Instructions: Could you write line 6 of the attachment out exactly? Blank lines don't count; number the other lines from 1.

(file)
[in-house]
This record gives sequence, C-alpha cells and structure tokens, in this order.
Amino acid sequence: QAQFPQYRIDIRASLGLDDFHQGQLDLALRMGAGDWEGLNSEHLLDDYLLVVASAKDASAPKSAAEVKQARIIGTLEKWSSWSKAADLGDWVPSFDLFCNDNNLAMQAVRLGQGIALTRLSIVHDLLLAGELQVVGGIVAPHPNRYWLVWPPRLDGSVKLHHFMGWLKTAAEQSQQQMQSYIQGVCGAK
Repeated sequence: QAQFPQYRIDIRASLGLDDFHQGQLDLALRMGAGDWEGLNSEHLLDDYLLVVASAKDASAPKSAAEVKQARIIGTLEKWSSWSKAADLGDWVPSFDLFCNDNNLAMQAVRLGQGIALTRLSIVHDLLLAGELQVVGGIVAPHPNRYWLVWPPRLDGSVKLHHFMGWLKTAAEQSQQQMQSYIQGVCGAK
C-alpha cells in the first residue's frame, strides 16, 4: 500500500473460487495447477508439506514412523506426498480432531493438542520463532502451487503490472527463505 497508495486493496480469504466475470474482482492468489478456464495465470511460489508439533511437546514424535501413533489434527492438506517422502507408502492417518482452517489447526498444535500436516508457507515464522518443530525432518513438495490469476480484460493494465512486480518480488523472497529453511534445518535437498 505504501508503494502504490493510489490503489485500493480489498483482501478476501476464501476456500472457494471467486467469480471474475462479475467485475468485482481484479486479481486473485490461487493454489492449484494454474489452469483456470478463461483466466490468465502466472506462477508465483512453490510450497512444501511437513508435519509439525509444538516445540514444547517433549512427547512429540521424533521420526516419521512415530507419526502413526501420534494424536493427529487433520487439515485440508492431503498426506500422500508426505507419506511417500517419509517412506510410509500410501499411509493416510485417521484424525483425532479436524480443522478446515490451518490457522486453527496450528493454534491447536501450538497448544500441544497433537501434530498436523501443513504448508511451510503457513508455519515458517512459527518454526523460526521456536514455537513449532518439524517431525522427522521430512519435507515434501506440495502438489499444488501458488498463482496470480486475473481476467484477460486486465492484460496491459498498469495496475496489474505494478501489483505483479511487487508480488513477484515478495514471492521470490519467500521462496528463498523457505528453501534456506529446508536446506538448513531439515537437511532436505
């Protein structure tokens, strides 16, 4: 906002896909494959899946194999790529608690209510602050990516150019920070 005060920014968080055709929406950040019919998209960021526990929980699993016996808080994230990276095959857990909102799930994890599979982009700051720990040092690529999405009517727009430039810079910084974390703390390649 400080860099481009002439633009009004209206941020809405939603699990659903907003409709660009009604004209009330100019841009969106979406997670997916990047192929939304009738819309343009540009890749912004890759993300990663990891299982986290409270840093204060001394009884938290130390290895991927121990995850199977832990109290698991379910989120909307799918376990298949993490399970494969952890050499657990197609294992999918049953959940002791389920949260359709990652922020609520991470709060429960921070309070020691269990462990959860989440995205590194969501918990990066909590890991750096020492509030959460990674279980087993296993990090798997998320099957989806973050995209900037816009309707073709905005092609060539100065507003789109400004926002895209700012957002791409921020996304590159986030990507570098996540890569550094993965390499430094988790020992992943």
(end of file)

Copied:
């Protein structure tokens, strides 16, 4: 906002896909494959899946194999790529608690209510602050990516150019920070 005060920014968080055709929406950040019919998209960021526990929980699993016996808080994230990276095959857990909102799930994890599979982009700051720990040092690529999405009517727009430039810079910084974390703390390649 400080860099481009002439633009009004209206941020809405939603699990659903907003409709660009009604004209009330100019841009969106979406997670997916990047192929939304009738819309343009540009890749912004890759993300990663990891299982986290409270840093204060001394009884938290130390290895991927121990995850199977832990109290698991379910989120909307799918376990298949993490399970494969952890050499657990197609294992999918049953959940002791389920949260359709990652922020609520991470709060429960921070309070020691269990462990959860989440995205590194969501918990990066909590890991750096020492509030959460990674279980087993296993990090798997998320099957989806973050995209900037816009309707073709905005092609060539100065507003789109400004926002895209700012957002791409921020996304590159986030990507570098996540890569550094993965390499430094988790020992992943």